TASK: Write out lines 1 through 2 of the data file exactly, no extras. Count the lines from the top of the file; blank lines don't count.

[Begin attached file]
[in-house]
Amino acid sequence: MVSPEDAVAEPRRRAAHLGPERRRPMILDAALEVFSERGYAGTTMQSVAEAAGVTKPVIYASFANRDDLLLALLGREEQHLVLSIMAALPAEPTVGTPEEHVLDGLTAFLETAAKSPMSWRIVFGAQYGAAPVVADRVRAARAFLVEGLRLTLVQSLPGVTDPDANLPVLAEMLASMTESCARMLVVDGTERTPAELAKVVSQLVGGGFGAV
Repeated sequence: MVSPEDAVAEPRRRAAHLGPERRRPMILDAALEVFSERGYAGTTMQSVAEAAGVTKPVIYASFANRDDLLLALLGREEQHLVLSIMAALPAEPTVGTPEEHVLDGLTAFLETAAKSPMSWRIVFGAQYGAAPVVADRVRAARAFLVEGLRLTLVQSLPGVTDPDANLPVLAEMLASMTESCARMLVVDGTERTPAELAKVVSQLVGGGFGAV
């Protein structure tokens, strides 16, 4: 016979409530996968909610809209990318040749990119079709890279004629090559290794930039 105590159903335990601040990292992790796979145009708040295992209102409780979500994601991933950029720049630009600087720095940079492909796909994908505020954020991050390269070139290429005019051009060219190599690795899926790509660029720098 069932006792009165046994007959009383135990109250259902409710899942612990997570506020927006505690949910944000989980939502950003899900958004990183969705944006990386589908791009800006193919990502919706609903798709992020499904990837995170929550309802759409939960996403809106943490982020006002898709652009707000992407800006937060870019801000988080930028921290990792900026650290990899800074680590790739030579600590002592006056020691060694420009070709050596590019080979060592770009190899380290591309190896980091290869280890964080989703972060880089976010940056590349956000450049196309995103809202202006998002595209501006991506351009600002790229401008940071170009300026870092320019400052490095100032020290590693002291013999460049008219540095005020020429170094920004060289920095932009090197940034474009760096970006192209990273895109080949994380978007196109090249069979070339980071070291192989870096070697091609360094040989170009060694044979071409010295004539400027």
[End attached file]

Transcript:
[in-house]
Amino acid sequence: MVSPEDAVAEPRRRAAHLGPERRRPMILDAALEVFSERGYAGTTMQSVAEAAGVTKPVIYASFANRDDLLLALLGREEQHLVLSIMAALPAEPTVGTPEEHVLDGLTAFLETAAKSPMSWRIVFGAQYGAAPVVADRVRAARAFLVEGLRLTLVQSLPGVTDPDANLPVLAEMLASMTESCARMLVVDGTERTPAELAKVVSQLVGGGFGAV